Visitors to the Historic Dreibelbis Farm in Virginville met real life ghostbusters during an evening presentation by the Kutztown Area Scientific Paranormal Evidence Research group, or better known as KASPER, at the Dreibelbis Farm Historical Society’s Fall Family Fun event on Nov. 2.

Four years ago, KASPER conducted a paranormal investigation on the farm grounds and in the un-remodeled farmhouse built in the 1860s.

“They in fact did detect some (paranormal activity), made a DVD of it and told me about the different things they saw,” said Mark Dreibelbis, who is the 9th generation Dreibelbis to own the Historic Dreibelbis Farm. He founded and serves as president of the Dreibelbis Farm Historical Society that maintains the property and runs events like the Farm Festival held in August. “I myself have never experienced anything. It’s a whole different thing than I am used to so I was interested in their findings.”

For the past two years, KASPER has presented Ghosting Hunting 101 at the farm during the Halloween season, which has been well attended in the past.

“There are people who are interested in that and we’ve had a number of people who came and were fascinated,” said Dreibelbis.

Krissi Swavely of Mohrsville came out to do something different with her family because they have an interest in ghosts.

“I’ve never been to one before,” she said. “I think it’s pretty cool.”

She was particularly excited at the prospect of getting to use some of the paranormal investigative equipment.

Held in the farm’s barn after dark, the setting added a spooky atmosphere as families gathered to learn what the paranormal investigators of KASPER do to investigate reports of paranormal activity.

The investigators showed their paranormal research instruments and explained how those tools help them document paranormal activity during an investigation. Tools include flashlights (so you can see where you are going), digital cameras or cell phone cameras to record unusual shadow formations and orbs in photographs, digital voice recorders to capture voices not audible to the ears, thermometers and electromagnetic field detectors.

KASPER shared their findings from past cases, including the Dreibelbis Farm, such as orbs, voice recordings and EMF readings.

Michael LaFaver, a paranormal investigator with KASPER, said a photo taken of him entering the Dreibelbis Farm’s barn shows him surrounded by orbs.

“We had lanterns that would go on and off by themselves and nobody’s around them,” said LaFaver.

After the presentation, attendees had the opportunity to ask yes or no questions using the investigators’ equipment.

Dreibelbis said they traditionally receive a good turnout for this event.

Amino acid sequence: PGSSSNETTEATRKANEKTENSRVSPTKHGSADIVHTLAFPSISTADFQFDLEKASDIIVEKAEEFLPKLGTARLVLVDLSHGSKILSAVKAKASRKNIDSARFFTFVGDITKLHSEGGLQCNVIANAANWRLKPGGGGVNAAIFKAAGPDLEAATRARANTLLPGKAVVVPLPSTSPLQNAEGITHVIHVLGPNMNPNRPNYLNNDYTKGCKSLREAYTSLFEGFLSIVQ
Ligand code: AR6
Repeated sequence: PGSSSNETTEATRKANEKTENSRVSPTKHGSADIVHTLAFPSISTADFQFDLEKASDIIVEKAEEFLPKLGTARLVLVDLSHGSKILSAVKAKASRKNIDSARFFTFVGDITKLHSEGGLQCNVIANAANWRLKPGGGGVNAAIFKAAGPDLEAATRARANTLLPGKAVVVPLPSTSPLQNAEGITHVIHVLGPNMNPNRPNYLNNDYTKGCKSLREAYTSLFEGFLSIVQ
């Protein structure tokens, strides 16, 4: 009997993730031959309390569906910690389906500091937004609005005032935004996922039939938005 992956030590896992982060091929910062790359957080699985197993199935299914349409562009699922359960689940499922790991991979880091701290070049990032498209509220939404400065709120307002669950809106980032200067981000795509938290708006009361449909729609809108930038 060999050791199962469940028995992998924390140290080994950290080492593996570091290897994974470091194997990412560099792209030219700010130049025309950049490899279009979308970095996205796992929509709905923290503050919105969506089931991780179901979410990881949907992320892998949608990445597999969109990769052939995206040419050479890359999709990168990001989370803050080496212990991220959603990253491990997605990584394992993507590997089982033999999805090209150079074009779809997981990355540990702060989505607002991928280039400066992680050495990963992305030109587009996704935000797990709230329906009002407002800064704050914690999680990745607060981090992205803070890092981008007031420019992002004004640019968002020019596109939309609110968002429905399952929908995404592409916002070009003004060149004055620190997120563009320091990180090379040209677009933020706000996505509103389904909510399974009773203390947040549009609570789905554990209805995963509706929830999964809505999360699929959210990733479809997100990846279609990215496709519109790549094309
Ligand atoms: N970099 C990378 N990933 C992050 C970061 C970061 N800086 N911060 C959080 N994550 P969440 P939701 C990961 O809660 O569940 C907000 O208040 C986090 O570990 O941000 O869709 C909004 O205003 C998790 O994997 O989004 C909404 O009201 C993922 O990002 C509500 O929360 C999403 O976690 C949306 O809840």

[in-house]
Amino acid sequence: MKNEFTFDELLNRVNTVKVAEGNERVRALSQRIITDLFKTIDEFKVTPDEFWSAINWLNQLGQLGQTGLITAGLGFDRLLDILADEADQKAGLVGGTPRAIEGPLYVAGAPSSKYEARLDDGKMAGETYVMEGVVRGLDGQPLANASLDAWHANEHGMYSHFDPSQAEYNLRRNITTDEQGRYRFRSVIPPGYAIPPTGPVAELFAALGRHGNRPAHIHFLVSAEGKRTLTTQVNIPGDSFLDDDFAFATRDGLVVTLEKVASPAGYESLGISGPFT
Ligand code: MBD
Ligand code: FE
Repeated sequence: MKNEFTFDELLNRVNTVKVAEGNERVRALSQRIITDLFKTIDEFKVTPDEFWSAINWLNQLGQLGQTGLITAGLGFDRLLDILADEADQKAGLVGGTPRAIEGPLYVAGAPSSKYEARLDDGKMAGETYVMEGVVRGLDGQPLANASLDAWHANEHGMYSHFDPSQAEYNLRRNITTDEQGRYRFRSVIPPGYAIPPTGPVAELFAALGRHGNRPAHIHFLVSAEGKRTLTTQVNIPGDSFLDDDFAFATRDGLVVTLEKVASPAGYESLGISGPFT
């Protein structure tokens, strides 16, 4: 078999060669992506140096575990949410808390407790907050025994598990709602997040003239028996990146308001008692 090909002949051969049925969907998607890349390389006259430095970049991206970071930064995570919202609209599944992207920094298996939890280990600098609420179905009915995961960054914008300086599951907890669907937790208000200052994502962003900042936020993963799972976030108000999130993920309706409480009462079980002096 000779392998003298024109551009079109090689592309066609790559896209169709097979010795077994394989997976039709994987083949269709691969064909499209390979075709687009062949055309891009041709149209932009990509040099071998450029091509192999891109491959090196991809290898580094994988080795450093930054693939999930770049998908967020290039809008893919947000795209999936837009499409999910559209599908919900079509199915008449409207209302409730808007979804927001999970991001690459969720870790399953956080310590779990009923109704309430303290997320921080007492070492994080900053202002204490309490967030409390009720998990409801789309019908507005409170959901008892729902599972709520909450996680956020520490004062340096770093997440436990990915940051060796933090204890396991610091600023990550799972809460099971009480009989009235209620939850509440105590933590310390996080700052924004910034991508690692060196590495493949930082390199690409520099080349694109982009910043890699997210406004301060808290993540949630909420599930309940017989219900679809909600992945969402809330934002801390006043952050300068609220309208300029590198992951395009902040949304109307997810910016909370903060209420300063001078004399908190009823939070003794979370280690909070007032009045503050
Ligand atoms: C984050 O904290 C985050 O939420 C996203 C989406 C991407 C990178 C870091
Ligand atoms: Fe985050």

“This is the time of year when people are thinking about ghosts and Halloween things. We offer it as entertainment. The people who do the investigations are serious about it,” said Dreibelbis. “We were able to expand the event into a family-oriented type of event appropriate for children and young families.”

The fall afternoon and evening program featured hayrides through the farm’s fields, a small bonfire for roasting s’mores, refreshments, pumpkin-decorating, and children’s games.

“It’s a lot of fun,” said Anne Kienle of Fleetwood about visiting the historic farm with her family, noting that the event offers an educational experience for her children.

Her boys James, 4, and John, 7, enjoyed playing with the corn activity center, playing with wooden trucks, as well as turning the old-fashioned corn sheller.

Jessica Phillippy, Khori Newlander and their son Parker Newlander, 2, from Fleetwood, came out to the visit the historic farm for the first time.

“We have never been to the farm before and we just wanted to check it out. We thought it was a cool, local historic property and we just wanted to see what it was about,” said Phillippy.

“I’m an archaeologist at Kutztown Uniersity and I run a historic project so the opportunity to check out other local histories is always interesting to me,” said Newlander.

Overall, Dreibelbis hopes families enjoy visiting the historic farm established in 1778 by Jacob B. Dreibelbis, the son of their original ancestor John Jacob Dreibelbis who came to Philadelphia in 1732, worked off his passage as an indentured servant for 11 years, and moved to Fleetwood.

“It’s another way to show people what the farm is about and that we have this historic farmstead. They get to see the farm grounds at daylight, at twilight and after dark,” said Dreibelbis. “We hope people come here and experience the farm and have fun and enjoy the outdoors.”

The 180-plus acre farm has been owned by the Dreibelbis family for more than 240 years. The Dreibelbis Farm Historical Society is a non-profit organization whose mission is to preserve and protect the Historic Dreibelbis Farm and to make it available to the public for educational, historical, and environmental purposes.

For more information about the historic farm, visit, "Historic Dreibelbis Farm" on Facebook. For information about the paranormal investigation group, visit K.A.S.P.E.R. Paranormal Group on Facebook or call 484-219-5817.

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